I first encountered Cecilie Bjørgås Jordheim in Oslo in 2010 after brief discussions online. She had been in the audience for a series of talks by Kenneth Goldsmith the year before and their correspondence lead to Cecilie and I deciding that her work would be featured as part of the Visual Poetry section at UBU. Born in Bergen, Norway, Jordheim is a recent graduate of the Oslo National Academy of the Arts. Working primarily in the media of visual scores, her work has a significant amount of cross-over into visual poetry. While Christian Marclay also works with found and manipulated musical scores as an artistic media crafting graphic representations of the language of musical notation, Jordheim’s work is more closely aligned with an eco-poetic mindset. Marclay’s scores develop from found consumer goods, strategically broken records and vandalized posters (for example 2008’s “Prêt-à-porter” and 2010’s “Zoom zoom”) while Jordheim creates musical scores from ecological lines and fragments.
Jordheim’s partitur (produced in an edition of 57 signed copies by Glemmeboka, 2010) is a 147-page score for violin which uses the mountain range around Vesterålen, Norway to suggest a performance. With partitur Jordheim sees the horizon line as a readable poetic line, one which can only be read, it can also be performed Jordheim’s proposed reading practises generate musical scores, compositions for violin, cello and vocal performance which create eerie ’pataphysical evocations of place and landscape. Jordheim also treats the literary landscape as she does the natural. Reading is an act of looking and scoring. In the “Conceptualisms Dossier” in the latest issue of Matrix, she evokes architectural drawings of a cityscape by mapping the lyrics to Starship’s insipid 1980’s pop song “We built this city on rock and roll.” The schmaltz of the contemporary musical landscape is transformed into an anonymous cityscape, as devoid of character as the original song. 2008’s “Barcode” —Jordheim’s student work—is a 16mm film (transferred to video and now to YouTube) which consists entirely of manipulated barcodes.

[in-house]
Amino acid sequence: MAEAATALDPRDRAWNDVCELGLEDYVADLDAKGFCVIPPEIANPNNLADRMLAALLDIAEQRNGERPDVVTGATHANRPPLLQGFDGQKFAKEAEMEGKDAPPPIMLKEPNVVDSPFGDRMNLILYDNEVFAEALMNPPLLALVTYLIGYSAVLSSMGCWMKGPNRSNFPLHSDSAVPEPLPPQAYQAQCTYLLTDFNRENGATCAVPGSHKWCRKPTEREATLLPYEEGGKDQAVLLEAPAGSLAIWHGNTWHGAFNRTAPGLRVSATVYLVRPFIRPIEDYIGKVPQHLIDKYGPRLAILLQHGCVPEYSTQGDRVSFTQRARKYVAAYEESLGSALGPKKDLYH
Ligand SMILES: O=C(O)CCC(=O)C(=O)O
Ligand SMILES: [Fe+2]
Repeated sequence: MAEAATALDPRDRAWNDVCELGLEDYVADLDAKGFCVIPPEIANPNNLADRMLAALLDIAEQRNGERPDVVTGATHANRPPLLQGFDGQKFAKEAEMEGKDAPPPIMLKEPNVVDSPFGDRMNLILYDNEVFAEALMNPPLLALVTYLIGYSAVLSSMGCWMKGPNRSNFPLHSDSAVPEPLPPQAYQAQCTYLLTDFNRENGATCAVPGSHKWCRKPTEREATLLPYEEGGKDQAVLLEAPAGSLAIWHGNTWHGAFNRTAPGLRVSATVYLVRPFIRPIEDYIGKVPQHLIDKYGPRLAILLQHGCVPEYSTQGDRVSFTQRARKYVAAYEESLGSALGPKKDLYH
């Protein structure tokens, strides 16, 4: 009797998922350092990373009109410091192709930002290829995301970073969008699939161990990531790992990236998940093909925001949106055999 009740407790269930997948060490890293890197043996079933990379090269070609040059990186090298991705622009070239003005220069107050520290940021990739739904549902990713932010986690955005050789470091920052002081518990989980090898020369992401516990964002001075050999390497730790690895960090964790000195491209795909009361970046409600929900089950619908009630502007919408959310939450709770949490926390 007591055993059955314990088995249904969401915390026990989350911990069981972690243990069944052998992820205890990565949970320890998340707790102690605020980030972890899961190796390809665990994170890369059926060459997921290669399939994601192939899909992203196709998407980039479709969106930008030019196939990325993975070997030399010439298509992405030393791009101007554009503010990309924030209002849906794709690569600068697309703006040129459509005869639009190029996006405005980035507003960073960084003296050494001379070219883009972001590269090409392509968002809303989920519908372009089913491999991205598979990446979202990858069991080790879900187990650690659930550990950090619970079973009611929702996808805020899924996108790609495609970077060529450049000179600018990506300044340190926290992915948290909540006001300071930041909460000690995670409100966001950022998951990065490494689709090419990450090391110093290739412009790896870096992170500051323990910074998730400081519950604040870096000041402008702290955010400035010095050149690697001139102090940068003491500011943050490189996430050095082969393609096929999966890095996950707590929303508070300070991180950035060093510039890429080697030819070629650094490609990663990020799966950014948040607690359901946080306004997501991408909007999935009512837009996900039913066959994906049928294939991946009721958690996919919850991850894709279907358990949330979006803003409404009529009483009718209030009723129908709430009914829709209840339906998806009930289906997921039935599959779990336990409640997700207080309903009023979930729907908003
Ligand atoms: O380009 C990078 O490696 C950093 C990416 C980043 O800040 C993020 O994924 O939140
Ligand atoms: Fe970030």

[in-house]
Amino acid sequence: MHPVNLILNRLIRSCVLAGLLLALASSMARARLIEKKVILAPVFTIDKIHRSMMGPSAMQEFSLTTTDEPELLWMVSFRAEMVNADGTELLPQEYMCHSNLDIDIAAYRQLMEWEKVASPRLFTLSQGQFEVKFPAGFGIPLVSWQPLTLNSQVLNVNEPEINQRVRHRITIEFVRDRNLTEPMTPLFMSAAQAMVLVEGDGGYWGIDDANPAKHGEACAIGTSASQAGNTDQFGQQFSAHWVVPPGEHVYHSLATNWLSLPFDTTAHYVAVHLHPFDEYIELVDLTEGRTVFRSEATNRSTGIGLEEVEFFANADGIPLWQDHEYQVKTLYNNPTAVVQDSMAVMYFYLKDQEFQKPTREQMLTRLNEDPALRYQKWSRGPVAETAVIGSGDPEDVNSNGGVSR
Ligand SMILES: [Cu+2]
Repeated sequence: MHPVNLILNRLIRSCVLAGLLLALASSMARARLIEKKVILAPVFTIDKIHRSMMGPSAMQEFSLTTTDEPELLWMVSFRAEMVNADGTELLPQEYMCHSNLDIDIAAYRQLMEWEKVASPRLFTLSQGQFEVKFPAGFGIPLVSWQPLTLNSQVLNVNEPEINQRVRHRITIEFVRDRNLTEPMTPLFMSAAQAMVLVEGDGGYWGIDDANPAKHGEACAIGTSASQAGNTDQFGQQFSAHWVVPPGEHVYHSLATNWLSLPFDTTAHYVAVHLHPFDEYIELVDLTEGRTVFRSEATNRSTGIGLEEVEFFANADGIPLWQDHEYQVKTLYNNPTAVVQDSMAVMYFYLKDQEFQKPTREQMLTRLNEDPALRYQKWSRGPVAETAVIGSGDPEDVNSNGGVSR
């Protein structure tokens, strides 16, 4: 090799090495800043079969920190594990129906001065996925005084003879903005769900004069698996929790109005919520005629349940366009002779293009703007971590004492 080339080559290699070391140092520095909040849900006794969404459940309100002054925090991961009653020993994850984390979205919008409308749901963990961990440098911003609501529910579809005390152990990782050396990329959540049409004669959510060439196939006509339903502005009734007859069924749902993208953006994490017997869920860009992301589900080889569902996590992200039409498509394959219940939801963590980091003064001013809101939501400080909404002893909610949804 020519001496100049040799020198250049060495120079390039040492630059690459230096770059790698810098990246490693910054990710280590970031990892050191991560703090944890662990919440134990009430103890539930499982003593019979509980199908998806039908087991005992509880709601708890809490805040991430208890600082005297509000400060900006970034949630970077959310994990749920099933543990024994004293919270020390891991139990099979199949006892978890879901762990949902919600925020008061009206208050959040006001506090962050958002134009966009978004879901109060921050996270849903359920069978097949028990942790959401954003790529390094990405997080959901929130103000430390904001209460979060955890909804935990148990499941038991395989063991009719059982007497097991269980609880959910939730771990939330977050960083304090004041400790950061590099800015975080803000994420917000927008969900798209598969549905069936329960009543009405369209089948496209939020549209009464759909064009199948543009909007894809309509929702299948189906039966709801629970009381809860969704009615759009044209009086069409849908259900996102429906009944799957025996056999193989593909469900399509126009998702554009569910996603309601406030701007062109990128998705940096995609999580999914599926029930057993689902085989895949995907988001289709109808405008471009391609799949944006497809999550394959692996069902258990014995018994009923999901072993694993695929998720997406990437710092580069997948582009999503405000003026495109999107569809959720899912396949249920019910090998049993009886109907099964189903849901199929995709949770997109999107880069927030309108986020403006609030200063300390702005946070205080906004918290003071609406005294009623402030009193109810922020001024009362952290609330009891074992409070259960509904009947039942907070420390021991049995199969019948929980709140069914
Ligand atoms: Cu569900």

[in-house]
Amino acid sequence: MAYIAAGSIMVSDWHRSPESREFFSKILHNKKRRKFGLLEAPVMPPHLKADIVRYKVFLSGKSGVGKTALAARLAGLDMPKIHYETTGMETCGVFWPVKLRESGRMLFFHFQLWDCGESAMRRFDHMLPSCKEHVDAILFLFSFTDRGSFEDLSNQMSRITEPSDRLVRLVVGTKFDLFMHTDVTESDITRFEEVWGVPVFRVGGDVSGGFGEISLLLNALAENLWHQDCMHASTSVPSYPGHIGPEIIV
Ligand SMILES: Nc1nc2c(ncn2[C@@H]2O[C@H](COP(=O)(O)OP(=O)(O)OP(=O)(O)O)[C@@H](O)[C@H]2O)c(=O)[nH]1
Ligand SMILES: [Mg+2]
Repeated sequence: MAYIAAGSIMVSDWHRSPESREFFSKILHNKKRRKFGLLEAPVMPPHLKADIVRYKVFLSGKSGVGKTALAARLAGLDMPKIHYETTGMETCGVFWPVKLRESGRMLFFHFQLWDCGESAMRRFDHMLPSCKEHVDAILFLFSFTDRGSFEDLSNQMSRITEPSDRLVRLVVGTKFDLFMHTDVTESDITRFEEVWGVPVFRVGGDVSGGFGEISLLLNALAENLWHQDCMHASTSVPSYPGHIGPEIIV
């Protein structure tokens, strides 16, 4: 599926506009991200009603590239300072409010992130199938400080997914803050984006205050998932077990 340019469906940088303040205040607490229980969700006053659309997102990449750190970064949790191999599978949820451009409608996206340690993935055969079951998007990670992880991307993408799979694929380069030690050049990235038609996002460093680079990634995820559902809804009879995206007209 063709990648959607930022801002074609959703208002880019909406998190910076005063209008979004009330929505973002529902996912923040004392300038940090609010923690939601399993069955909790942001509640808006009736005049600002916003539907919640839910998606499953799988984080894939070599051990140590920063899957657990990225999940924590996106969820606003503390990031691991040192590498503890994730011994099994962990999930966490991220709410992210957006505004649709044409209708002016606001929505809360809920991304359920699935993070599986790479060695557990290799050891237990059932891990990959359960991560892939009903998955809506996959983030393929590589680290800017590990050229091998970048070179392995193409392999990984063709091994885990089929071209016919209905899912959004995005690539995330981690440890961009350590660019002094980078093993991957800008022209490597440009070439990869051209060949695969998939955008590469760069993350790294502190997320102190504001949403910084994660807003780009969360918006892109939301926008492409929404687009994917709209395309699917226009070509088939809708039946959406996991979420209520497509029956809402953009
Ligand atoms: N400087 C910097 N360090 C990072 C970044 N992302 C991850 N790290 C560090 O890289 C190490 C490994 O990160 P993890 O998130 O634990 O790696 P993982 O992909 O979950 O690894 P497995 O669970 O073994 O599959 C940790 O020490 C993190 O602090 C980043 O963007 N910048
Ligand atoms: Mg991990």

Using compositional strategies similar to those of Norman McLaren, Jordheim glued each barcode on to the film’s image and sound tracks, the film then make[s] sound as it passes the photoelectric cell in the film projector and shows a direct connection between the sound and the image. What you see is what you hear. By having glued on a barcode in different sizes, it plays in a range of two octaves, approx. from low to high C. The density of the lines decides the pitch—the more lines per frame, the higher pitch. Jordheim’s translation of ecologies (both natural and artificial) into musical score suggests the readability and performability of any line much as the late Bob Cobbing famously would see coffee cup rings, mud puddles and bark as scores for potential sound poetry performance. Her 10-point manifesto “How does it sound?” summarizes her artistic / poetic concerns and forwards a series of talking points which interrogate the intersection between conceptualism, musical score and writing the landscape:
How does it sound?
- Why would one produce the sound of a mountain?
- What is it that tells me that this horizon should be documented? Will it not be there forever?
- Is it an attempt to describe something eternal and solid that has been there for ages, long before man managed to put its knowledge of the mountain into systems like language, drawings, maps, geological and geographical methods?
- Isn’t art the desire to shape and describe something that cannot be grasped, and doesn’t this apply to all academic disciplines?
- Where is the relationship between art and science at this point, and how do human factors and inaccurancies come to question when the premises are added and selected by ourselves? Is it choice or chance?
- Has modern man lost its ability to combine factual knowledge in, i.e. mathematics, with an intuitive sensitivity to the basic correlations?
- What challenges and constraints does the notational system provide us?
- Where lies the need to systematize and represent nature? Is music always a mime of nature or is it an abstract autonomous form?
- Is there an isomorphic relation (a similitude) between nature and language; the shape of the mountains and the sound of it?
- And how does it sound?
1866total visits,2visits today